Did you know the 1876 Centennial Bell and the 1893 Columbian Liberty Bell both weighed thirteen thousand pounds? Do you know why? The Trade Literature Collection at the National Museum of American History Library includes a Meneely Bell Co. catalog which answers that question and more. Continue reading
This post was written by Cathy Rae Smith who had a 2011-2012 Graduate Research Assistantship at the National Museum of American History Library.
“Style, Comfort, Economy” touted the full color exposition pamphlet for Royal Worcester WCC Corsets. The 1893 World’s Columbian Exposition in Chicago gave attendees an opportunity to see the leading products and advances of the time–including this company’s fully boned, tightly laced corsets described as offering “great FLEXIBILITY, always comfortable.” Continue reading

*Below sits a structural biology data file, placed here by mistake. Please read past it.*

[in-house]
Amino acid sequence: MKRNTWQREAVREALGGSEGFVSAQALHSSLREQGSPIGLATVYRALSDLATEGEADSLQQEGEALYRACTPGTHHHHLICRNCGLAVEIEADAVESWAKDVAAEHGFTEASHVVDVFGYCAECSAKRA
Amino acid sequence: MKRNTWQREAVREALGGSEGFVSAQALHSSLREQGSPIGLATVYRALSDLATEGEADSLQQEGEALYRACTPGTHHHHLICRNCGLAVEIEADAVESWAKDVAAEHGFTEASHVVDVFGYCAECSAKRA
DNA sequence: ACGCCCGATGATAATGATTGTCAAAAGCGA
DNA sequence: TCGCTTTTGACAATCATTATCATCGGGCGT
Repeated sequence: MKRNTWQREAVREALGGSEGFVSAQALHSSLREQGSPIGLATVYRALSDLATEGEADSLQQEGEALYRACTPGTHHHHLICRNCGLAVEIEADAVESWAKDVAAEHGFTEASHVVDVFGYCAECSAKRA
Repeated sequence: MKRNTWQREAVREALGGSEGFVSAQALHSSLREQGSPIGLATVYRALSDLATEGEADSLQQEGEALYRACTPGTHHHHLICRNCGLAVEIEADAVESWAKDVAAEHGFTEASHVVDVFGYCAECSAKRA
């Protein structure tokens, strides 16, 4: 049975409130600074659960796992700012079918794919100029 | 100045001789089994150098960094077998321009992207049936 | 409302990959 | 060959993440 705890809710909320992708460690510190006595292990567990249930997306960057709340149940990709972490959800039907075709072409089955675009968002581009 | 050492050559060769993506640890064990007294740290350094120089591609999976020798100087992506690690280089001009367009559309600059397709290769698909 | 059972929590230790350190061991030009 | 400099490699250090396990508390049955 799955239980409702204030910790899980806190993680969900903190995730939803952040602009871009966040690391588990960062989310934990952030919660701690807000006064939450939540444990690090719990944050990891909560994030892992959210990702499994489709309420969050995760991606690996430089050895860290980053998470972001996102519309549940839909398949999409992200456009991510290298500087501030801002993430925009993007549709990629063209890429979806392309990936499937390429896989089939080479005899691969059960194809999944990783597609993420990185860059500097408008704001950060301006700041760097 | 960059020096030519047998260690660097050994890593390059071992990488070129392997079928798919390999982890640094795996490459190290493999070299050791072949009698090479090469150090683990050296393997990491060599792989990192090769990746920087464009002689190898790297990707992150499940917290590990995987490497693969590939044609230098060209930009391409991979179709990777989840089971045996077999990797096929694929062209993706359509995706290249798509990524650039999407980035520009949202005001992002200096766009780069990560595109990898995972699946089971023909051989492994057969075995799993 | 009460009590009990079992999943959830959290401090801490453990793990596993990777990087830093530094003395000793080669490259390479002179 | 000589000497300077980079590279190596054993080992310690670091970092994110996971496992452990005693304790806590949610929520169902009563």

This post was written by Cathy Rae Smith, who had a 2011-2012 Graduate Research Assistantship at the National Museum of American History Library, and Alexia MacClain, a SIL staff member at the National Museum of American History Library.
“Encumber yourself with as little baggage as possible.” Though this holds true today, it was offered as advice to the traveler joining one of Althouse’s Select Foreign Tours in 1908. Let’s revisit an era of leisurely steamship travel in which the motto boasted, “Even the very best is none too good for our guests.” Continue reading
Today with digital cameras, it has become so easy to take lots of photos and instantly see the pictures. But let’s take a trip back in time to 1897 when cameras were a little different. Continue reading
Has a red, white, and blue pole near a store ever caught your eye? It’s happened to me. I see the red, white, and blue pole but I don’t need to look at the sign. I know it means there must be a barber shop behind that window.
We might be familiar with how barber shops looked later in the twentieth century. But what were they like in the first decade of the twentieth century? What did barber shop furniture look like over a hundred years ago? This trade catalog by Theo. A. Kochs Co. gives us the chance to go back to 1903 for a glimpse into barber shops of the past. Continue reading